CD28 antibody | YTH913.12
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|Rat anti Human CD28 antibody, clone YTH913.12 recognizes human CD28, a ~44 kDa single pass type 1 trans-membrane protein expressed as a homodimer on a major subset of human T-cells (Thompson et al. 1989), responsible for activation of these cells via interaction with the TCR. CD28 is involved in the tuning of the T-cell for activation via TCR, lowering the threshold for activation from around 8000 triggered TCRs to approximately 1500 (Viola et al.1996).
CD28 along with CD152, also known as CTLA-4 acts as a co-receptor for the co-stimulatory molecules CD80 and CD86 (Azuma et al. 1993). CD28 offers a positive stimulatory role on ligation of CD80 and CD86 while CTLA-4 offers a negative feedback signal preventing CD28 mediated T-cell activation of CD86 (Krummel et al. 1995).
Rat anti human CD28, clone YTH913.12 has been reported to recognize an epitope of CD28 expressed by NK cells, which is not recognized by other anti human CD28 clones such as 9.3 and CD28.2 (Galea-Lauri et al 1999.) Other reports however have failed to demonstrate CD28 staining on peripheral blood derived NK cells using clone YTH913.12 (
- Target Species
- Product Form
- Purified IgG - liquid
- Purified IgG prepared by affinity chromatography on Protein G from tissue culture supernatant
- Buffer Solution
- Phosphate buffered saline
- Preservative Stabilisers
0.09% Sodium Azide
- Carrier Free
- Human peripheral blood T-cells
- Approx. Protein Concentrations
- IgG concentration 1.0 mg/ml
- Fusion Partners
- Spleen cells from an immunised DA rat were fused with cells of the Y3/Ag 1.2.3 rat myeloma cell line
- For research purposes only
- 12 months from date of despatch
Avoid repeated freezing and thawing as this may denature the antibody. Storage in frost-free freezers is not recommended.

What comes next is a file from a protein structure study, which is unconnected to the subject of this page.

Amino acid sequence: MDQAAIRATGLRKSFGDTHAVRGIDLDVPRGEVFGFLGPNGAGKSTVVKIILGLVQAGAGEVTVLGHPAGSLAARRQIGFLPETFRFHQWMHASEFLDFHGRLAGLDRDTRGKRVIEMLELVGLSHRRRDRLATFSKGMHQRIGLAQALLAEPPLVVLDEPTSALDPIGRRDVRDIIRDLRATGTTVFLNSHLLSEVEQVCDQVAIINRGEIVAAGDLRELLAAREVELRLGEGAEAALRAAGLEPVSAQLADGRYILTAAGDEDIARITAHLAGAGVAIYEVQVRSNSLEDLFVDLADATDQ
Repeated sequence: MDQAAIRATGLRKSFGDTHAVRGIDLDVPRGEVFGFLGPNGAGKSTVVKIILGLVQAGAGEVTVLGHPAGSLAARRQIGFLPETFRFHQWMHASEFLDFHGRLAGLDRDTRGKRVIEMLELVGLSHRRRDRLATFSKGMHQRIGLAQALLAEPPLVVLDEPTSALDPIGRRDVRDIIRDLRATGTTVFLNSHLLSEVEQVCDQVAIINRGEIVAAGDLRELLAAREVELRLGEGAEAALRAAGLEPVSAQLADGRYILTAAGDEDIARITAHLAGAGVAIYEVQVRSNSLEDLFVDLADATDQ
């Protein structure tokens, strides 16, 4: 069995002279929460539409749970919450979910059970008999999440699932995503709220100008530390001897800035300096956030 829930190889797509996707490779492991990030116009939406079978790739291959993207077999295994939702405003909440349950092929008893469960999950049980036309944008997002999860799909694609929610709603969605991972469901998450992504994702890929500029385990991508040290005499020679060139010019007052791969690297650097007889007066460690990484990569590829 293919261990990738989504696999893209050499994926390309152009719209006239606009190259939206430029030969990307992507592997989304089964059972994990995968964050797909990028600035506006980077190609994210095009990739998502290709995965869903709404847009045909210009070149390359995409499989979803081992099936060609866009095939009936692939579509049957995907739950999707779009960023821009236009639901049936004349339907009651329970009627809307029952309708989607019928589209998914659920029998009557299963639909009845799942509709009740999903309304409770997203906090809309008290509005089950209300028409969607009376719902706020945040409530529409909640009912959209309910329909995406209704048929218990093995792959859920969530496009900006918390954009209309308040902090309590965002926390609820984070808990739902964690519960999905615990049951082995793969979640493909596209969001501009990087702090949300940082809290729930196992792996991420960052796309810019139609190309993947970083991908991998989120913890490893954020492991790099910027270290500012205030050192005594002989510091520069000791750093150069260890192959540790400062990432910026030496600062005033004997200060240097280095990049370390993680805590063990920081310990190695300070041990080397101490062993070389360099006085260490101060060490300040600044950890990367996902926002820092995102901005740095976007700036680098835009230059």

|Application Name||Verified||Min Dilution||Max Dilution|
|Immunohistology - Frozen|
- Flow Cytometry
- Use 10ul of the suggested working dilution to label 106 cells or 100ul whole blood.
References for CD28 antibody
Reiter, C. (1989) Cluster Report: CD28 in Leucocyte Typing IV: White Cell Differentiation Antigens. Edited by Knapp, W., Dorken, B., Gilks, W.R., Rieber, E.P., Schmidt, R.E., Stein, H. and von dem Borne, A.E.G.Kr.
Oxford University Press. pp 352-3.
Galea-Lauri, J. et al. (1999) Expression of a variant of CD28 on a subpopulation of human NK cells: implications for B7-mediated stimulation of NK cells.
J Immunol. 163 (1): 62-70.
Gabdoulkhakova, A. et al. (2007) High rate of mutation reporter gene inactivation during human T cell proliferation.
Immunogenetics. 59: 135-43.
Pridgeon, C. et al. (2011) Regulation of IL-17 in chronic inflammation in the human lung.
Clin Sci (Lond). 120: 515-24.
Blanco, B. et al. (2003) Induction of human T lymphocyte cytotoxicity and inhibition of tumor growth by tumor-specific diabody-based molecules secreted from gene-modified bystander cells.
J Immunol. 171: 1070-7.
Costa, C. et al. (2002) Human NK cell-mediated cytotoxicity triggered by CD86 and Gal alpha 1,3-Gal is inhibited in genetically modified porcine cells.
J Immunol. 168: 3808-16.
Litjens, N.H. et al. (2011) Identification of Circulating Human Antigen-Reactive CD4+FOXP3+ Natural Regulatory T Cells.
J Immunol. 188: 1083-90.
Goodier, M.R. and Londei, M. (2004) CD28 is not directly involved in the response of human CD3- CD56+ natural killer cells to lipopolysaccharide: a role for T cells.
Immunology. 111: 384-90.
View The Latest Product References
Wilson, J.L. et al. (1999) NK cell triggering by the human costimulatory molecules CD80 and CD86.
J Immunol. 163: 4207-12.
Kropf, P. et al. (2007) Arginase activity mediates reversible T cell hyporesponsiveness in human pregnancy.
Eur J Immunol. 37: 935-45.
Ponchel, F. et al. (2002) Dysregulated lymphocyte proliferation and differentiation in patients with rheumatoid arthritis.
Blood. 100: 4550-6.
McLeod, J.D. et al. (1998) Activation of human T cells with superantigen (staphylococcal enterotoxin B) and CD28 confers resistance to apoptosis via CD95.
J Immunol. 160: 2072-9.
Svensson-Arvelund, J. et al. (2015) The human fetal placenta promotes tolerance against the semiallogeneic fetus by inducing regulatory T cells and homeostatic M2 macrophages.
J Immunol. 194 (4): 1534-44.
Hasib, L. et al. (2016) Functional and homeostatic defects of regulatory T cells in patients with coronary artery disease.
J Intern Med. 279 (1): 63-77.
Siska, E.K. et al. (2017) Generation of an immortalized mesenchymal stem cell line producing a secreted biosensor protein for glucose monitoring.
PLoS One. 12 (9): e0185498.
Hellberg, S. et al. (2021) Progesterone Dampens Immune Responses in In Vitro Activated CD4+ T Cells and Affects Genes Associated With Autoimmune Diseases That Improve During Pregnancy.
Front Immunol. 12: 672168.
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